She Touched the World tells the story of deaf-blind pioneer Laura Bridgman. Laura was born December 21, 1829, a "delicate plant" of a child to Harmony and Daniel Bridgman of Hanover, New Hampshire. Although prone to some type of "fits" for the first two years of her life, these disappeared and she developed into a bright, inquisitive two year old. However, in February 1832, Laura and her older sisters, Collina and Mary became ill with what was thought to be scarlet fever. Both Collina and Mary died, while Laura lingered for weeks with a high fever that destroyed her sight and her hearing, as well as leaving her without the ability to taste or smell. Laura's world now became one without light or sound. She was unable to develop the ability to talk or interact with her brothers and parents.
Being a child with a strong sense of curiosity, Laura began to explore her home by touch. She learned to identify everything in her home and on the farm by touch and stayed close to her mother. Laura soon learned to knit, braid, iron, churn butter, sew, set the table and bake. However, she was often left alone because her parents had many chores and responsibilities.
When a professor, Dr. Reuben Mussey learned about Laura he came to the remarkable conclusion that Laura was teachable and very desperate to learn. This was a most unusual view to form about the disabled in the early 1800's because they were considered unteachable. When Dr. Mussey published a piece about Laura, Dr. Samuel Gridley Howe, director of the New England Institution for the Education of the Blind saw it and was interested. He visited Laura and immediately wanted her to move to Boston to live with him and his sister.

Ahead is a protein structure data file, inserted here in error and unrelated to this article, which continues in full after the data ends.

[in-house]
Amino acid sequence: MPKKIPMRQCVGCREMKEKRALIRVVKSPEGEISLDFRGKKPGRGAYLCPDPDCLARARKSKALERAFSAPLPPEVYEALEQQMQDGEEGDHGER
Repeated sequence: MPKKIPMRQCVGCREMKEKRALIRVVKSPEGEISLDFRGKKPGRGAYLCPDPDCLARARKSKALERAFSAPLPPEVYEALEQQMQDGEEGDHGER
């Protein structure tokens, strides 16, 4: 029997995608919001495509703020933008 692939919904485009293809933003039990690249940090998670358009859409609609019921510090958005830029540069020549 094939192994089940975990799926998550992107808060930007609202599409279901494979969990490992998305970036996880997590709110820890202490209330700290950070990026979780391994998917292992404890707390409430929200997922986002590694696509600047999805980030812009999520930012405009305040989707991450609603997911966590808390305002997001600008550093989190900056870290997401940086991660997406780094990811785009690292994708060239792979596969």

On October 12, 1837, Laura left her home in New Hampshire and moved to the Institute in Boston. Although initially deeply upset, Laura soon began to adapt. Howe assessed Laura and determined that she was totally blind but understood the difference between light and darkness. Her sense of touch was remarkably well developed to the point that she recognized people by the touch of a hand. Laura was also sensitized to people's moods, being able to tell their mood by touch. Although Howe tried to teach her to speak, he was unsuccessful. But it is probable that Laura could have been taught to speak. Howe decided though that it was possible to free Laura from her prison and that she could learn to communicate with the world around her.
Sally and Robert Alexander outline Howe's method to teach Laura the names for objects and how using Howe's method she was able to develop language skills. Laura learned language at the age of eight, just before it became too late for her brain to develop this skill. It is now believed that children must learn language before puberty if they are to be able to communicate properly. But at the time Laura lived, this wasn't yet fully understood. Gradually Laura developed the means to communicate with people and her natural inquisitiveness helped her to make great strides in learning.
She Touched The World is a fascinating account of how one man open the possibilities for the disabled and how one very determined young woman demonstrated that given the right training, there were many possibilities for the disabled to live full productive lives. There are many black and white pictures of both Laura and the important people in her life as well as samples of her writing and needlework. This book is an excellent account of someone young Canadian's might not have heard about. One of the authors, Sally Hobart Alexander lost her sight at the age of 26 and also is partially deaf as well.
She Touched The World. Laura Bridgman, Deaf-Blind Pioneer by Sally Hobart Alexander and Robert Alexander
New York: Clarion Books 2008